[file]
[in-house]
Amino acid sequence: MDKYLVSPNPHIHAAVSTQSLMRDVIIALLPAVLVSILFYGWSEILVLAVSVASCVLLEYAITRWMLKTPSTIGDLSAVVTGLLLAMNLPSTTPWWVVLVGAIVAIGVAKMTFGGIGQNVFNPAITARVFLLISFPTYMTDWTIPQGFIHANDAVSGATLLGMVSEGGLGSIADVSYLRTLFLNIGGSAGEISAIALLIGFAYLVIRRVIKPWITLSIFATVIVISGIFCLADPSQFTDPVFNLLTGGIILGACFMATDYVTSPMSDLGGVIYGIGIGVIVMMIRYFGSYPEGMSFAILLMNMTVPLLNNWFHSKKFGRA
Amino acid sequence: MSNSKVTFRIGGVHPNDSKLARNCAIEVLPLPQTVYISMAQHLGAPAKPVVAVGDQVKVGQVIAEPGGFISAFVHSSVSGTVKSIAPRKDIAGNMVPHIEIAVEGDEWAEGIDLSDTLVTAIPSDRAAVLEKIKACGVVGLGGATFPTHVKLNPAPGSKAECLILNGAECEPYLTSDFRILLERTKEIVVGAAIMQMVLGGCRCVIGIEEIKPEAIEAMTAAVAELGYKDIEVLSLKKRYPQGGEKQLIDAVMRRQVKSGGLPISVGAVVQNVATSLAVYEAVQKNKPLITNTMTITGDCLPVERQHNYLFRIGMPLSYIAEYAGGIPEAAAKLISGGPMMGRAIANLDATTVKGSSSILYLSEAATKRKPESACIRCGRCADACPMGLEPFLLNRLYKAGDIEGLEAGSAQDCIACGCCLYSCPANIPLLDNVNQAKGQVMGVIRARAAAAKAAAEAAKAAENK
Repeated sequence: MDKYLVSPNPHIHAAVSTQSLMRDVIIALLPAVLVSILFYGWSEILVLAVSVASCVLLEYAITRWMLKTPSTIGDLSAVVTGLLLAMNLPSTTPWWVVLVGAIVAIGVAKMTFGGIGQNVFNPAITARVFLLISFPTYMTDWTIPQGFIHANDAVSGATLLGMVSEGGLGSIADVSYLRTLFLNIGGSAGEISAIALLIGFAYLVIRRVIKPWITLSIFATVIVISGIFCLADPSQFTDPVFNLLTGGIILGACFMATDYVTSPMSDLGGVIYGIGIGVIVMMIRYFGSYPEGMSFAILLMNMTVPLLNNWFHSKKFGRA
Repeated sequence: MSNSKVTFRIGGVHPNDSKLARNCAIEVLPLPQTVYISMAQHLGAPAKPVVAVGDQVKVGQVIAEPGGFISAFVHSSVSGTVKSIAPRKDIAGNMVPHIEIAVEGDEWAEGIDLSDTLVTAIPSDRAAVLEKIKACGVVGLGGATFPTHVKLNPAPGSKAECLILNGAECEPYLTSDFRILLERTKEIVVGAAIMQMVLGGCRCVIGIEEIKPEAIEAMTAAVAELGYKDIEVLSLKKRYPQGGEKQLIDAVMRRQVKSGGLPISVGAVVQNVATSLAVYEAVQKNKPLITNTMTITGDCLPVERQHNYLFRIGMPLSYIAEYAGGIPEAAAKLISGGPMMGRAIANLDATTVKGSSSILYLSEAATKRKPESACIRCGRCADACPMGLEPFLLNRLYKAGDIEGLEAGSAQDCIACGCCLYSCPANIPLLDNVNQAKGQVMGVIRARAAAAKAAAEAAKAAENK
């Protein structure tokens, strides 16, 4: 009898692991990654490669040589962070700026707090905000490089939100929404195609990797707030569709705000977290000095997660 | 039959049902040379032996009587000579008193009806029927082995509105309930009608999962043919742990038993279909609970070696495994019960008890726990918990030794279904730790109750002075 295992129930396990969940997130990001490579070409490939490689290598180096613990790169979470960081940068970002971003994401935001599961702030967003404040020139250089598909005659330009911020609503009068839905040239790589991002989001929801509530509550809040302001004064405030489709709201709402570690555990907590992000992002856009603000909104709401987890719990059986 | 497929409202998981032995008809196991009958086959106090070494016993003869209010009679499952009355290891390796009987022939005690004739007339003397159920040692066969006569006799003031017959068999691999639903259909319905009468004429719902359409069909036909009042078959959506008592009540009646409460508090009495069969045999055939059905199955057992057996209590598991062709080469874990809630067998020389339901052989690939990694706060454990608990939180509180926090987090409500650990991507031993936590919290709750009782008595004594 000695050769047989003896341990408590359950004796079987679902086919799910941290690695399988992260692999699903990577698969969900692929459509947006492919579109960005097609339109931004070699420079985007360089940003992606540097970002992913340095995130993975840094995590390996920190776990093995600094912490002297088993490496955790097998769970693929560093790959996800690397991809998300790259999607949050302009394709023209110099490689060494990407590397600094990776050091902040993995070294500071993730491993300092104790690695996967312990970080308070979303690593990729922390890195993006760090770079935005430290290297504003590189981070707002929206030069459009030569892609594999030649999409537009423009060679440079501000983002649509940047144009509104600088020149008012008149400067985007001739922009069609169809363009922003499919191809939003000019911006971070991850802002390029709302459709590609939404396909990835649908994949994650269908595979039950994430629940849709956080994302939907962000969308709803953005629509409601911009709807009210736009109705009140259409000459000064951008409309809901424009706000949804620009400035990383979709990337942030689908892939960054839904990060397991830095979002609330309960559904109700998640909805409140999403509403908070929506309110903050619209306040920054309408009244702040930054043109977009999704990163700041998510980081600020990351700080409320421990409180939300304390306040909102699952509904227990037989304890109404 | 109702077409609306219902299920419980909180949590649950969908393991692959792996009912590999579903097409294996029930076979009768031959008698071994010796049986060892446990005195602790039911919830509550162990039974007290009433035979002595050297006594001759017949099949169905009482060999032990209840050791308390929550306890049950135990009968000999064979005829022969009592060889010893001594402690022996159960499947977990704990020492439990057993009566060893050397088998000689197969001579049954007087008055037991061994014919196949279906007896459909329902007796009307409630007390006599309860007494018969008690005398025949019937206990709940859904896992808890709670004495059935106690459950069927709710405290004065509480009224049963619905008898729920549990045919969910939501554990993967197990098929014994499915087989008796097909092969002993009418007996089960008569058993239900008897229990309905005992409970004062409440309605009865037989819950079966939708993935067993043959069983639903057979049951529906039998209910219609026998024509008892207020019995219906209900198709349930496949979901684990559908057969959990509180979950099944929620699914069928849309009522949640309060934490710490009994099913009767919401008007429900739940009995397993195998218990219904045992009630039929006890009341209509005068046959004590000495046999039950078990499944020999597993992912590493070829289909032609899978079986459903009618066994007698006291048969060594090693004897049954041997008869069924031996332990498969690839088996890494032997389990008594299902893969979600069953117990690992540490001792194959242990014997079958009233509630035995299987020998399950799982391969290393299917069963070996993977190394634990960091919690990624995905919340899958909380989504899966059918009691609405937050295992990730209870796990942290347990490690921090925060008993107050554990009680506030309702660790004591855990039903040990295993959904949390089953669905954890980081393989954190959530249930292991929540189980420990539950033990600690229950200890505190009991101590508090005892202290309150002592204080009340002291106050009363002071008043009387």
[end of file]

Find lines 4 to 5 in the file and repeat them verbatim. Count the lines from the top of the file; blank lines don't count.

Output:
Repeated sequence: MDKYLVSPNPHIHAAVSTQSLMRDVIIALLPAVLVSILFYGWSEILVLAVSVASCVLLEYAITRWMLKTPSTIGDLSAVVTGLLLAMNLPSTTPWWVVLVGAIVAIGVAKMTFGGIGQNVFNPAITARVFLLISFPTYMTDWTIPQGFIHANDAVSGATLLGMVSEGGLGSIADVSYLRTLFLNIGGSAGEISAIALLIGFAYLVIRRVIKPWITLSIFATVIVISGIFCLADPSQFTDPVFNLLTGGIILGACFMATDYVTSPMSDLGGVIYGIGIGVIVMMIRYFGSYPEGMSFAILLMNMTVPLLNNWFHSKKFGRA
Repeated sequence: MSNSKVTFRIGGVHPNDSKLARNCAIEVLPLPQTVYISMAQHLGAPAKPVVAVGDQVKVGQVIAEPGGFISAFVHSSVSGTVKSIAPRKDIAGNMVPHIEIAVEGDEWAEGIDLSDTLVTAIPSDRAAVLEKIKACGVVGLGGATFPTHVKLNPAPGSKAECLILNGAECEPYLTSDFRILLERTKEIVVGAAIMQMVLGGCRCVIGIEEIKPEAIEAMTAAVAELGYKDIEVLSLKKRYPQGGEKQLIDAVMRRQVKSGGLPISVGAVVQNVATSLAVYEAVQKNKPLITNTMTITGDCLPVERQHNYLFRIGMPLSYIAEYAGGIPEAAAKLISGGPMMGRAIANLDATTVKGSSSILYLSEAATKRKPESACIRCGRCADACPMGLEPFLLNRLYKAGDIEGLEAGSAQDCIACGCCLYSCPANIPLLDNVNQAKGQVMGVIRARAAAAKAAAEAAKAAENK